Hyper- and Hypothyroidism
Getting to know Hyper- and Hypothyroidism
Being a small and flat butterfly-shaped organ located in the front of the trachea in the neck, the thyroid gland is difficult to observe and feel under normal circumstances. In fact, the thyroid gland is an endocrine gland responsible for producing hormones that are carried by the blood to various parts of the body. The two hormones produced by the thyroid gland are mainly thyroxine (T4) and triiodothyronine (T3), which are responsible for regulating the body's metabolic rate. Variations in T3 and T4 levels often cause thyroid problems such as hyperthyroidism and hypothyroidism. The former refers to the condition when an overactive thyroid secretes too much thyroxine, whereas the latter means that the thyroid gland does not produce sufficient thyroxine.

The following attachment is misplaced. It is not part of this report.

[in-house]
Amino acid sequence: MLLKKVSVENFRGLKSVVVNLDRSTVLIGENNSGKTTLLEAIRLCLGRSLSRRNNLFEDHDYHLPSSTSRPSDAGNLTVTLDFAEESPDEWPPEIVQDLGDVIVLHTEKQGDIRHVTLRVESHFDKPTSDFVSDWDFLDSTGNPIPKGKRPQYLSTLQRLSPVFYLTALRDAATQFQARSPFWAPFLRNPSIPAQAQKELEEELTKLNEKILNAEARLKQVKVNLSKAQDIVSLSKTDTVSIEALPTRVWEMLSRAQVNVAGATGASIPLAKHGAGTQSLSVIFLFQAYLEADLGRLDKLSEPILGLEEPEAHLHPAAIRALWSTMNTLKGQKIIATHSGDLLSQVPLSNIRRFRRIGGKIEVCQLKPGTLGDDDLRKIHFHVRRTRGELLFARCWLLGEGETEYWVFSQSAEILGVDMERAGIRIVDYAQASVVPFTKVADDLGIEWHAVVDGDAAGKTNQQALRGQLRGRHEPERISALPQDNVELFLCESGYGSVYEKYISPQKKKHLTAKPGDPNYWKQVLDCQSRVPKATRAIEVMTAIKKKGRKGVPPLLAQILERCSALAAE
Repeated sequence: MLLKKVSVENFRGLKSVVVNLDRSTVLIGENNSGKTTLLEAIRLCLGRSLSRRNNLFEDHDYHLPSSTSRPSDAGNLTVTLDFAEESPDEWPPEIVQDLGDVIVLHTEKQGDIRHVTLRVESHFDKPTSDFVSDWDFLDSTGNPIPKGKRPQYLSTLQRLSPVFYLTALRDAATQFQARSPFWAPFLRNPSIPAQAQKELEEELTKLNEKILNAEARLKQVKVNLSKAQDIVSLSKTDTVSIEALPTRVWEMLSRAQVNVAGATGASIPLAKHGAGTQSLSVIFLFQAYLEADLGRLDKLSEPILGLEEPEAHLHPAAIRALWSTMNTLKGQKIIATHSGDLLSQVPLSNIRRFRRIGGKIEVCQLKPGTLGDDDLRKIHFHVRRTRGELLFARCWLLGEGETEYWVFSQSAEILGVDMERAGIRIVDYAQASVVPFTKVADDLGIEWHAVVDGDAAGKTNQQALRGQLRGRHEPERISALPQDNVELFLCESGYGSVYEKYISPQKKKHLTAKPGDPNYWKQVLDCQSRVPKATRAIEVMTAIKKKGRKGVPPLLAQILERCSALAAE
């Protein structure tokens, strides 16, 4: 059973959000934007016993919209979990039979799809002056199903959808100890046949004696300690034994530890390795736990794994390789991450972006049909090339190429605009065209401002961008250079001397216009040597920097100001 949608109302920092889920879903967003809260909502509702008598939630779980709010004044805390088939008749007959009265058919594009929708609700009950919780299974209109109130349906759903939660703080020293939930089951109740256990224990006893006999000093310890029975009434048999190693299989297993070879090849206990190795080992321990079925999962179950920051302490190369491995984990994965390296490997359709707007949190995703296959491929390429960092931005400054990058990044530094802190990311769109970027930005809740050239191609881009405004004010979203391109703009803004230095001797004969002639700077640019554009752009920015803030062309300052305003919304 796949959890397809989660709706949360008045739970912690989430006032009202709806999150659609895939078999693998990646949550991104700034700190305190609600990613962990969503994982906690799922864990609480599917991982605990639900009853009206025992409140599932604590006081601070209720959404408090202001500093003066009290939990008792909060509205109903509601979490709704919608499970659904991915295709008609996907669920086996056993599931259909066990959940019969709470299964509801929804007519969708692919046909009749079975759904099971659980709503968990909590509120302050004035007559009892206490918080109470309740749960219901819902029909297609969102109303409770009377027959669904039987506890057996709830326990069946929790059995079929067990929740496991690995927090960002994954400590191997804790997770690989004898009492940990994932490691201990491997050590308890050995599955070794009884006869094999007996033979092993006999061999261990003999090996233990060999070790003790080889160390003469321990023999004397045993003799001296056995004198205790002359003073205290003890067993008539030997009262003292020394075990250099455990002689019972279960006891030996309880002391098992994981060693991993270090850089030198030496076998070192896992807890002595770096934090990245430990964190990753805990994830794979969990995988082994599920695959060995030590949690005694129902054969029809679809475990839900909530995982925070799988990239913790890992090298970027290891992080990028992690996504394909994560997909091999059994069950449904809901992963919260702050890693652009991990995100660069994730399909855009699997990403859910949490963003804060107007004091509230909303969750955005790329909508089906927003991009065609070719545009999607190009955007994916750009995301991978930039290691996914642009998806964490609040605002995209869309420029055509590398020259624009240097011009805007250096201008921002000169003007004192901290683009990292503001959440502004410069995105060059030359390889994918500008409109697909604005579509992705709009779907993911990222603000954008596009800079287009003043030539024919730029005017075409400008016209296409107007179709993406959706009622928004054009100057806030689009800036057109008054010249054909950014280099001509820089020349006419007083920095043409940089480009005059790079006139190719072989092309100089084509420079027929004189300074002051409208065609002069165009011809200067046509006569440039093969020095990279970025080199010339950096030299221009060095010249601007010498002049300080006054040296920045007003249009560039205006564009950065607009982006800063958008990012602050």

While thyroid disease affects mainly females, some patients may have a family history. However, since the symptoms are sometimes not so obvious, patients may not be aware of their conditions and think that they are only suffering from sub-health problems among urban people. Hence, regular medical examination can help detect thyroid problems.